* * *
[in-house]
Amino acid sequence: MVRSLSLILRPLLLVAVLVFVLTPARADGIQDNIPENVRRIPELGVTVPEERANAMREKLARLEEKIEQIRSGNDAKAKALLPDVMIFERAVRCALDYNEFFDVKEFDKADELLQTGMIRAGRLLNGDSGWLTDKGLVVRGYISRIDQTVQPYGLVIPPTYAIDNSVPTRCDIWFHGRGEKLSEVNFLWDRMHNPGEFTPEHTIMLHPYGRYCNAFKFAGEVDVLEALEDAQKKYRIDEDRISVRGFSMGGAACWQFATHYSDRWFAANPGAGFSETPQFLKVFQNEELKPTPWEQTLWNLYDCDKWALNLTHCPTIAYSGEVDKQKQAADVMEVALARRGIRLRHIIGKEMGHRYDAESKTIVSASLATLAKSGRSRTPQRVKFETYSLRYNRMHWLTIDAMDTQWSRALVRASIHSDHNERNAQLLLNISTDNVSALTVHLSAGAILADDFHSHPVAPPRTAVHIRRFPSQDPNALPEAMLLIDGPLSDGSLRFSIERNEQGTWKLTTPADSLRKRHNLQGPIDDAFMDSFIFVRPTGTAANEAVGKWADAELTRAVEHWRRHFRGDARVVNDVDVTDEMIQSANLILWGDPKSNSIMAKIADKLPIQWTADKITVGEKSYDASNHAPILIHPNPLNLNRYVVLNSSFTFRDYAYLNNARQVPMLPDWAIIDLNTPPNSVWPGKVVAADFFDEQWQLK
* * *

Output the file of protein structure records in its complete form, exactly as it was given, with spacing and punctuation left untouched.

[in-house]
Amino acid sequence: MVRSLSLILRPLLLVAVLVFVLTPARADGIQDNIPENVRRIPELGVTVPEERANAMREKLARLEEKIEQIRSGNDAKAKALLPDVMIFERAVRCALDYNEFFDVKEFDKADELLQTGMIRAGRLLNGDSGWLTDKGLVVRGYISRIDQTVQPYGLVIPPTYAIDNSVPTRCDIWFHGRGEKLSEVNFLWDRMHNPGEFTPEHTIMLHPYGRYCNAFKFAGEVDVLEALEDAQKKYRIDEDRISVRGFSMGGAACWQFATHYSDRWFAANPGAGFSETPQFLKVFQNEELKPTPWEQTLWNLYDCDKWALNLTHCPTIAYSGEVDKQKQAADVMEVALARRGIRLRHIIGKEMGHRYDAESKTIVSASLATLAKSGRSRTPQRVKFETYSLRYNRMHWLTIDAMDTQWSRALVRASIHSDHNERNAQLLLNISTDNVSALTVHLSAGAILADDFHSHPVAPPRTAVHIRRFPSQDPNALPEAMLLIDGPLSDGSLRFSIERNEQGTWKLTTPADSLRKRHNLQGPIDDAFMDSFIFVRPTGTAANEAVGKWADAELTRAVEHWRRHFRGDARVVNDVDVTDEMIQSANLILWGDPKSNSIMAKIADKLPIQWTADKITVGEKSYDASNHAPILIHPNPLNLNRYVVLNSSFTFRDYAYLNNARQVPMLPDWAIIDLNTPPNSVWPGKVVAADFFDEQWQLK